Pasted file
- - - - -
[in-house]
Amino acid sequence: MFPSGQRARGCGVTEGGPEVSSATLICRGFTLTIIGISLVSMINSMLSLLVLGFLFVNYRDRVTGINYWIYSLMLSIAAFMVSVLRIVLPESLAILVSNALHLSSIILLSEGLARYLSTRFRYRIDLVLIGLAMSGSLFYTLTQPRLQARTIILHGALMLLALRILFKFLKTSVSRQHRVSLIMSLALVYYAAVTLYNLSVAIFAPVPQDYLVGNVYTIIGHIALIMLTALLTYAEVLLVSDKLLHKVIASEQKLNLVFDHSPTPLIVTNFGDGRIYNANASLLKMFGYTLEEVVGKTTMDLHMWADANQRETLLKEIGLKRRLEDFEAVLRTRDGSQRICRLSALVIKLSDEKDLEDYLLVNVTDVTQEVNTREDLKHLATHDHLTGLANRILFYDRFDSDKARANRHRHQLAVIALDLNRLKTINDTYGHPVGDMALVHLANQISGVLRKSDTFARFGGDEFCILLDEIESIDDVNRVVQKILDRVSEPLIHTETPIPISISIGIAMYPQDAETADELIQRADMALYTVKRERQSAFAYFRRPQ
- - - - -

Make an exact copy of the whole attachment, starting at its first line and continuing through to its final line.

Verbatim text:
[in-house]
Amino acid sequence: MFPSGQRARGCGVTEGGPEVSSATLICRGFTLTIIGISLVSMINSMLSLLVLGFLFVNYRDRVTGINYWIYSLMLSIAAFMVSVLRIVLPESLAILVSNALHLSSIILLSEGLARYLSTRFRYRIDLVLIGLAMSGSLFYTLTQPRLQARTIILHGALMLLALRILFKFLKTSVSRQHRVSLIMSLALVYYAAVTLYNLSVAIFAPVPQDYLVGNVYTIIGHIALIMLTALLTYAEVLLVSDKLLHKVIASEQKLNLVFDHSPTPLIVTNFGDGRIYNANASLLKMFGYTLEEVVGKTTMDLHMWADANQRETLLKEIGLKRRLEDFEAVLRTRDGSQRICRLSALVIKLSDEKDLEDYLLVNVTDVTQEVNTREDLKHLATHDHLTGLANRILFYDRFDSDKARANRHRHQLAVIALDLNRLKTINDTYGHPVGDMALVHLANQISGVLRKSDTFARFGGDEFCILLDEIESIDDVNRVVQKILDRVSEPLIHTETPIPISISIGIAMYPQDAETADELIQRADMALYTVKRERQSAFAYFRRPQ